AIIB to implement policies ‘brilliantly’
AIIB to implement policies ‘brilliantly’
The China-led Asian Infrastructure Investment Bank (AIIB) must process projects proposed to it “expeditiously” and disburse loans in an “efficient” way, its President-designate says, reports bdnews24.com.
“We’ll not just make policies look beautiful on paper. We’ll implement them brilliantly on the ground,” Jin Liqun said on Sunday in Dhaka at the inauguration of the Bangladesh Development Forum 2015.
Prime Minister Sheikh Hasina inaugurated the two-day gathering of donors and development partners where Bangladesh, now less aid dependent, will present its annual funding needs, highlighting infrastructure requirements.
Bangladesh invests two to three percent of its GDP in the infrastructure sector. But it needs to invest 10 percent of GDP, which is about $15 billion a year.
As a founding member of the new multilateral donors, AIIB is being seen as a Chinese-owned version of World Bank. Bangladesh pins hopes on its support in large infrastructure projects.
So far, 54 countries have signed the charter of the Bank.
The President-designate, who came to Dhaka first within months of his assignment, promised the prime minister earlieron Saturday that they would support Bangladesh’s infrastructure project before any other country’s.
He lauded Bangladesh’s sustained economic growth and said “this is a huge credit to the leadership of the government and also to the great people”.
He said AIIB would support sustainable development in Bangladesh, “an important” member of this multilateral donor.
“Our mandate is to promote broad-base economic and social development in Asia”.
He said the Bank must process projects proposed to them “expeditiously”.
“..…and disbursement of loans will be made efficiently, thereby providing practical support to the proven infrastructural financing gap in Asia”.
They will not work on conventional ways of poverty reduction, he said, but rather follow the Chinese example, in which infrastructure development has contributed to poverty reduction.
‘Zero tolerance’ to corruption would be one of their key policies, he said, adding that they would not “even ignore the lessons learnt in the past seven decades of international experiences”.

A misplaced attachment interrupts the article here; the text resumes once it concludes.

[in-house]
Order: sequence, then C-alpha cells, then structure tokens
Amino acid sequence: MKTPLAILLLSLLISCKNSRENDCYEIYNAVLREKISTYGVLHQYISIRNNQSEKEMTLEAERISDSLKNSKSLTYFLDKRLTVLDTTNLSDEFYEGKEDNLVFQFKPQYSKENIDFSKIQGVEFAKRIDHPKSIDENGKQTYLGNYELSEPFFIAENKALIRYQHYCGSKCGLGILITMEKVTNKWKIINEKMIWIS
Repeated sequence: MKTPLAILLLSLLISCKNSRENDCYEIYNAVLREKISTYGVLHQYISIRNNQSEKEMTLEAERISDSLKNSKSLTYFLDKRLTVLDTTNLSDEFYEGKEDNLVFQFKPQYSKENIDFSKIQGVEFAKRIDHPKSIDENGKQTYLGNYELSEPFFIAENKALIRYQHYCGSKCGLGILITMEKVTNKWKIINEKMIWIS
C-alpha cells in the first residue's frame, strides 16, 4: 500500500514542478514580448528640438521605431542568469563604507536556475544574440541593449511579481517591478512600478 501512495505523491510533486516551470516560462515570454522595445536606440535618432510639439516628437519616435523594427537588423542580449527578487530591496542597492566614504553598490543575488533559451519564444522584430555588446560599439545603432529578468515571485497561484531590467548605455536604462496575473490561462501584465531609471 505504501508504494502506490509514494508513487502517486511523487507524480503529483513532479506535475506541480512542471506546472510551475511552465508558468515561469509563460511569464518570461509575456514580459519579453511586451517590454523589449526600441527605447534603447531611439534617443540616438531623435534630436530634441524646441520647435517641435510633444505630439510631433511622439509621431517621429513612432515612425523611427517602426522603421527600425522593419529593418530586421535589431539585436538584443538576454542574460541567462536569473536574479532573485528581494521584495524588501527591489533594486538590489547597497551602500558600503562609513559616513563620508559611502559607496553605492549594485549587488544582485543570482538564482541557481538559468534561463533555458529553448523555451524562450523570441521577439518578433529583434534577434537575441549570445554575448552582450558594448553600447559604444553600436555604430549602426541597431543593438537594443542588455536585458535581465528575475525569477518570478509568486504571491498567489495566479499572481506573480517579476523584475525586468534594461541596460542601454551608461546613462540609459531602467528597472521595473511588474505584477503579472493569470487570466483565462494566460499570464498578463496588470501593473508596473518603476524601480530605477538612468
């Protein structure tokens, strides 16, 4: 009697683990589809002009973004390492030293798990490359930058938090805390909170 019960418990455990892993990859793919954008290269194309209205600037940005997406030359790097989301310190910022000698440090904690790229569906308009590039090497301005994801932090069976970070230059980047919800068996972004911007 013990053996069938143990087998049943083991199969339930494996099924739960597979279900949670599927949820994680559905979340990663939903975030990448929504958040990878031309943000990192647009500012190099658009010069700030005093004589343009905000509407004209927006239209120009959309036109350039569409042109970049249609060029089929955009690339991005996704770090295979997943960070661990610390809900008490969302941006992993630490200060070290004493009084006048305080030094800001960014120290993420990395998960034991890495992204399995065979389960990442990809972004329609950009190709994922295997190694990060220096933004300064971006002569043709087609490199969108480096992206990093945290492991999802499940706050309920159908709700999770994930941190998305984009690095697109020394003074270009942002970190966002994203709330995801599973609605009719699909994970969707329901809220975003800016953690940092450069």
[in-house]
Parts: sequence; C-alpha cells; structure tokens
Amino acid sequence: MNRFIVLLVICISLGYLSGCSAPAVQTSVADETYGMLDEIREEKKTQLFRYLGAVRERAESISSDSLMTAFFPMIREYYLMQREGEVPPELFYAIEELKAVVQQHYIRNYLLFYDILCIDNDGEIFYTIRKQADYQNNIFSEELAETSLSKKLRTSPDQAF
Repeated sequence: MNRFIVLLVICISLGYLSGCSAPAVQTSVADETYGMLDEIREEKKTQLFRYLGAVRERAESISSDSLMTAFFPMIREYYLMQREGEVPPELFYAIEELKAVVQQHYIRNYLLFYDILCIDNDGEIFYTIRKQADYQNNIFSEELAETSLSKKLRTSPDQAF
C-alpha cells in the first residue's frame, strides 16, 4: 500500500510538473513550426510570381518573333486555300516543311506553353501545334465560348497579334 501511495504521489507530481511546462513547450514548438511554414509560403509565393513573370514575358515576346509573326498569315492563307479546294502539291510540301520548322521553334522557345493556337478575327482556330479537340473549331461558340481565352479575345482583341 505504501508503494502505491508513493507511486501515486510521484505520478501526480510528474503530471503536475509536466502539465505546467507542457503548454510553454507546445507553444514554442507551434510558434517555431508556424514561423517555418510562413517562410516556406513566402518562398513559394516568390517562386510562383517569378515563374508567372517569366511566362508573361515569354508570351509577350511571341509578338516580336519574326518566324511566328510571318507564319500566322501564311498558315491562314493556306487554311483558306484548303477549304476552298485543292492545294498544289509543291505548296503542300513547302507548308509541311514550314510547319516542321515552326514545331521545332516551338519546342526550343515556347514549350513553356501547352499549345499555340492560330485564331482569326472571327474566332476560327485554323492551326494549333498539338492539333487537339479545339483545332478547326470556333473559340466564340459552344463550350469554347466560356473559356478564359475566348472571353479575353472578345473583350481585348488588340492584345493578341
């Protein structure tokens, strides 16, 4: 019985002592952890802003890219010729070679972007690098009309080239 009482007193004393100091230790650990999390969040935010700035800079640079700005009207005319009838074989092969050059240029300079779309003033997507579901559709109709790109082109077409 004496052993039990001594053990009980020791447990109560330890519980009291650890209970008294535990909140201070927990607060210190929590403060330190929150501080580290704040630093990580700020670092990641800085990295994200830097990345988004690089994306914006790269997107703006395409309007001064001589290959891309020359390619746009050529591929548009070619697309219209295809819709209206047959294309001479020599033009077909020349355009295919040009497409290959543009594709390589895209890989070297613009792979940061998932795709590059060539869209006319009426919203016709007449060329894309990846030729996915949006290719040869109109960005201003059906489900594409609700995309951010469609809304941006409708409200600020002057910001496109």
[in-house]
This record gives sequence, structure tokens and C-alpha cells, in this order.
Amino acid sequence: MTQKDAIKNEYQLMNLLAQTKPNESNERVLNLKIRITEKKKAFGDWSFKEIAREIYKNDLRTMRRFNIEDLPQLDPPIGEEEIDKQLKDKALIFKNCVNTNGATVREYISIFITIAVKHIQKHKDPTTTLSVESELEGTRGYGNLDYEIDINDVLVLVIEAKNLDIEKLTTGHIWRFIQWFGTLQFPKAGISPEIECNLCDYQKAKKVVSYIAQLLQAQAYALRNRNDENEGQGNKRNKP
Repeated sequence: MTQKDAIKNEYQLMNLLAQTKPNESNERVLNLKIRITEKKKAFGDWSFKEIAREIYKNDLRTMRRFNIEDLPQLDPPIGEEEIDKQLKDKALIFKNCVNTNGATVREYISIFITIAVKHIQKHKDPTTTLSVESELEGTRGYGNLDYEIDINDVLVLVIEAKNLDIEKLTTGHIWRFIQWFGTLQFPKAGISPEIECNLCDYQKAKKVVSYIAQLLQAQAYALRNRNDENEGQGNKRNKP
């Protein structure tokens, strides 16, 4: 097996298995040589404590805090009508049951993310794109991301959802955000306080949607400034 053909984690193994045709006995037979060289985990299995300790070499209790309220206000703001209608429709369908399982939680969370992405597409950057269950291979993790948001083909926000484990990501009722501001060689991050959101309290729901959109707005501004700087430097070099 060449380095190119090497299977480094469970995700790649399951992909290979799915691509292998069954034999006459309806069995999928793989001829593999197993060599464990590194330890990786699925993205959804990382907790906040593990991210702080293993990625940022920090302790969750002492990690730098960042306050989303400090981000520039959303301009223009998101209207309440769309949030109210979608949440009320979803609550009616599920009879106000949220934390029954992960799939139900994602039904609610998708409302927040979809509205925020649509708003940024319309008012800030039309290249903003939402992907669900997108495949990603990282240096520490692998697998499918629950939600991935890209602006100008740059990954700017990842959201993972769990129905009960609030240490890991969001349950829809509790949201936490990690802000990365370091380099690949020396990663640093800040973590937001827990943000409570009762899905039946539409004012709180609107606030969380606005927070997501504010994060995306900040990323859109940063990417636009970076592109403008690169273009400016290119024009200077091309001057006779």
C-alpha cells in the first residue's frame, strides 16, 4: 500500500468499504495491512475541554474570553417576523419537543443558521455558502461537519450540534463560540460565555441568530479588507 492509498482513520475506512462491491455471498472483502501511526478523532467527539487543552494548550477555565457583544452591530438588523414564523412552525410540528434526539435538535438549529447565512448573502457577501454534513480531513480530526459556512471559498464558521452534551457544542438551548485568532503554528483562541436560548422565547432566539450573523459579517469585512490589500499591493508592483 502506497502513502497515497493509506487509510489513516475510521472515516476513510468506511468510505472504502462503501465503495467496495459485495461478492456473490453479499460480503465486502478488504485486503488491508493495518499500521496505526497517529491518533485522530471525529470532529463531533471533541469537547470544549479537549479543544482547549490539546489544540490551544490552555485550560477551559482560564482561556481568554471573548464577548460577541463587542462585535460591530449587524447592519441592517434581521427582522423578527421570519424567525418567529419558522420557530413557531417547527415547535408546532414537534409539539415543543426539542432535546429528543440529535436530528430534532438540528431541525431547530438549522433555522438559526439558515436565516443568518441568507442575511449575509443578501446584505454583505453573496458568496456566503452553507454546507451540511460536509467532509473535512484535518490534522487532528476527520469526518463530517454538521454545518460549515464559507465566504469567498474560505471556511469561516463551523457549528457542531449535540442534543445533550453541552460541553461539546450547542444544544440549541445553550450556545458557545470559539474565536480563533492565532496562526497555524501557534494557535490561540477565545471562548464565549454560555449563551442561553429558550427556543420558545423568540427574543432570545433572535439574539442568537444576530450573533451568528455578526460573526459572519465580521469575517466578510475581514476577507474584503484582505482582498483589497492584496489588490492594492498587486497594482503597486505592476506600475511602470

“AIIB will do different things and do them differently”, he said. “Also, we’ll try our best to keep costs low to maximize benefit to our clients”.
The Asian Development Bank, whose Vice-President Wencai Zhang spoke at the inauguration, also promised to continue support in infrastructure-building.
Zhang commended Bangladesh’s “remarkable achievements” in the past and promised to contribute to significant future projects.
Deputy Director General of Japan’s foreign ministry Kingo Toyoda, who also spoke at the inauguration, said Tokyo would continue its support to Bangladesh under the Bay of Bengal Industrial Growth Belt (BIG-B) initiative.
The initiative, which is to accelerate industrial agglomeration along the Dhaka-Chittagong-Cox’s Bazar belt area and beyond, was launched last year when the Japanese Prime Minister visited Bangladesh.
Japan promised around $5 billion grants under the initiative.
Toyoda called upon the government of Bangladesh, development partners, and civil society “to unite efforts to help Bangladesh achieve its goal of enabling all its citizens to enjoy living standards of a middle-income country by 2021”.
USAID Mission Director Janina Jaruzelski, co-chair of the Local Consultative Group (LCG), said they would remain “a very strong partner” of Bangladesh’s development with a focus on “inclusive growth leaving no one behind”.
The LCG is a forum for development dialogue and donor coordination in Bangladesh.
The other co-chair Mohammad Mejbahuddin, Senior Secretary of the Economic Relations Division, believed that this two-day Development Forum would serve as a “springboard” for Bangladesh’s future development.
This gathering, the first since 2009, is also being organised after the adoption of new development agenda—SDGs.
The SDGs have 17 ambitious goals with 169 targets aimed at resolving social, economic and environmental problems that will require both innovations and money to implement.